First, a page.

BitRot | Flash vs. HTML5

Flash vs. HTML5


Based upon the sheer quantity of media about this debate in recent times, this is going to be the next big software war, with companies and organizations lining up against each other. The two flagships that everyone ought to know is Adobe, backing Flash as its own proprietary platform, and Apple, backing the W3C’s new HTML standard. Before I weigh in on this, a history lesson is in order.

Flash was invented by a guy named Jonathan Gay, the same guy who wrote SuperPaint when he was in high school. I have to admit, I grew up using Silicon Beach Software and playing their games on the family Mac Plus. Anyways, SBS was bought up by Macromedia, which was bought up by Adobe. So Flash has always been a proprietary platform, where developers foot the cost to create content, so that the runtime files can be provided for free.

HTML has been, from the start, an open standard. Originally developed at CERN, stewardship migrated to the IETF, and from there to the W3C. Currently, the latest version of the standard (HTML5) is under development by the WHATWG, headed up by engineers from both Apple and Google.

While HTML5 does provide some of the functionality of Flash, it is currently much more limited in both capability and prevalence. The majority of users quite simply do not use a browser that supports HTML5, either in part or in whole (not really possible, since the standard isn’t final yet). The most noticeable addition to HTML5 is the <canvas> element, which allows developers to draw vector graphics dynamically through javascript. The driving force behind this push is the assumption that serious flash developers will be willing to switch to the HTML5 standard, since actionscript is based upon the same standard as javascript (ECMAScript).

Of course, Flash development hasn’t been stagnant, with the latest version (10) adding support for 3D rendering and effects. But these features come at a price. Flash is considered by many to be the bane of a speedy web browser. Additionally, the inability to navigate directly to a particular state of a Flash object through a URL pigeonholes websites built upon Flash to either be brochures, or be fully featured applications, which require far more time and effort to develop than a simpler site. In general, there has always been a feeling that using Flash is slow, buggy (with good reason), and overused.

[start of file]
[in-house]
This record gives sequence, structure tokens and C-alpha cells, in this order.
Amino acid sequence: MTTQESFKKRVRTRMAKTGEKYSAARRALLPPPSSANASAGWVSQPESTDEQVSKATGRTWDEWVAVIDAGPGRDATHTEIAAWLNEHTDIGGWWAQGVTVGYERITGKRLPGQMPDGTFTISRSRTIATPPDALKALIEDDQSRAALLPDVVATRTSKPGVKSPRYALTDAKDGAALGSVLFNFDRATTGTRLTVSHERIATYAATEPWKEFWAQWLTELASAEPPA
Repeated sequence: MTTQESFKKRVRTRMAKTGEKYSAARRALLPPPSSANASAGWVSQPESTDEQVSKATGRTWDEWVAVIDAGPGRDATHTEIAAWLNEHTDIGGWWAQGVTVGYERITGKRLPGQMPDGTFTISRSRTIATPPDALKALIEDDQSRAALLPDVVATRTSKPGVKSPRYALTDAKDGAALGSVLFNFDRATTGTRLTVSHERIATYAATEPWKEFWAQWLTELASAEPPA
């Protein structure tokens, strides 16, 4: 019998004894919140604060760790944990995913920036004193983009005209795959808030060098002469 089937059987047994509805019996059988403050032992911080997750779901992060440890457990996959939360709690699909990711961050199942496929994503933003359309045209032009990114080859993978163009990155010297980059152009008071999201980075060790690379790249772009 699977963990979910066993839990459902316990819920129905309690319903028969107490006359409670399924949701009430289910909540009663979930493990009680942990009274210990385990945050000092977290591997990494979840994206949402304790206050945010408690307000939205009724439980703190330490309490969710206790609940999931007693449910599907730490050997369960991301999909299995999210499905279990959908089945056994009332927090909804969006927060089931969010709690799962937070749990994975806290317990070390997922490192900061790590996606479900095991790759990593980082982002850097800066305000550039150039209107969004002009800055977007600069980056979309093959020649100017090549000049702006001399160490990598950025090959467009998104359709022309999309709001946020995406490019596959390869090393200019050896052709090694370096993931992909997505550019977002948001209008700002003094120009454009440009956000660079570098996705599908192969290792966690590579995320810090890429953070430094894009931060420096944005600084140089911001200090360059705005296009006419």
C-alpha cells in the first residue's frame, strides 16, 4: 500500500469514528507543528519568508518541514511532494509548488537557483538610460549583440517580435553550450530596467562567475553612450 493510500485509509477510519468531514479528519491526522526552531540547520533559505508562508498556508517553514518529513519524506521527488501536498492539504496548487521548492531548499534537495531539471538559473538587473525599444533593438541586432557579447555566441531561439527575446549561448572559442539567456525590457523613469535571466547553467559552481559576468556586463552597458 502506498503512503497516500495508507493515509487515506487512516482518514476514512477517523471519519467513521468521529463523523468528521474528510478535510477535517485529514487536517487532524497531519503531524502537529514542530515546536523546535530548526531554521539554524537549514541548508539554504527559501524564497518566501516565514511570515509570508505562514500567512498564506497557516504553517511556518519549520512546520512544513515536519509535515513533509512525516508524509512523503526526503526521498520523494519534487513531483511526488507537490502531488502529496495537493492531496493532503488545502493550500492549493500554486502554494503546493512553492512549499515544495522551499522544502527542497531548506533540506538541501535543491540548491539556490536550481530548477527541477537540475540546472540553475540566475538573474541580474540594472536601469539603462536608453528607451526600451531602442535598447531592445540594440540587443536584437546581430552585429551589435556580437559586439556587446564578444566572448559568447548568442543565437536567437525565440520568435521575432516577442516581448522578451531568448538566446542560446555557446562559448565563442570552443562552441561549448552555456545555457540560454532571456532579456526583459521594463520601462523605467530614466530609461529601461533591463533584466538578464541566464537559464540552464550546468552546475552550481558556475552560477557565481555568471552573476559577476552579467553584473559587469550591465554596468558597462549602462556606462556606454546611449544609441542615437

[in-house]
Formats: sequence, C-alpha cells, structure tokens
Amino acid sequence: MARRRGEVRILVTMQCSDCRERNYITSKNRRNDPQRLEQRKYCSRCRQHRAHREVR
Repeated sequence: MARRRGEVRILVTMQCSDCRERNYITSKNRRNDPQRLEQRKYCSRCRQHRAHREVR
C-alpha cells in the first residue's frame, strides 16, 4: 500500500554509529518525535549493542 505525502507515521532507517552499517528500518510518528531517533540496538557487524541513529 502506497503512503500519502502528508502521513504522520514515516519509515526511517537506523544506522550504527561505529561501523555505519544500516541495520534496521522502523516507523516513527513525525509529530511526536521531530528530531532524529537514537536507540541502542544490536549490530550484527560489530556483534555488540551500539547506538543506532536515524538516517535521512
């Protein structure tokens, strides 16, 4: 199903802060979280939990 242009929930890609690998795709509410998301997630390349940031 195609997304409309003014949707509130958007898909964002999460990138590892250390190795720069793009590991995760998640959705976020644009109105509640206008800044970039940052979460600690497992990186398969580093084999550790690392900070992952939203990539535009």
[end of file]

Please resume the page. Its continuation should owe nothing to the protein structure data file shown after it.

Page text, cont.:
A good example of how not to use flash can be seen on most news websites, where at least three or four advertisements will be displayed at any given time as embedded flash objects. If the browser is lucky, then those ads won’t perform expensive operations like image scaling and alpha blending. If the browser is unlucky, then you’ll need a small cluster to render the page without stressing the processor. Personally, I’m wary of installing any platform that allows other users to execute expensive code on my computer at will.

The fact that Flash bypasses built-in protections in modern web browsers such as cookie storage and persistence policies leads me to the conclusion that it will only be a matter of time before we start seeing malicious flash objects embedded in websites. While Adobe goes through the motions of emphasizing security, their approach is seriously lacking, only tackling the most public of flaws, rather than the most serious design flaws.

Apple’s decision to not include Flash in either the iPhone nor iPad platforms is just the beginning of the backlash against Flash. I would even posit that Flash has been driving the purchase of faster computers for some time, as more and more web pages turn to that platform for cheap content creation, with consumers becoming frustrated with their “slow” computers.

On a technical note: Flash really is a poorly implemented platform. It doesn’t use a higher-order data structure to handle display objects, which is one of the reasons why it slows down quickly when displaying a large number of objects. Moreover, the lack of built-in data structures has lead to programmers using suboptimal solutions for common problems, such as collision testing (a problem that can be solved in fractional time).

HTML5 has some thing going well for it right now too: because of the lack of dependence upon mouseover events, which are meaningless for a touchscreen,

All of these signs point towards several future developments:

  1. Apple will likely cave into pressure to allow flash to run on the iPhone/iPad platforms, but only after HTML5 starts to move forward as a standard

  2. Flash will either die after several years, after consumers realize that it is evil, and developers abandon it in favor of HTML5 and free development tools, or it will become far more efficient and the development tools will become free.

  3. Adobe will be forced to reevaluate its positions on security and privacy after the first Flash “virus” is found in the wild

  4. Despite there being demand for it, no common or uncommon data structures will be added to the ActionScript API.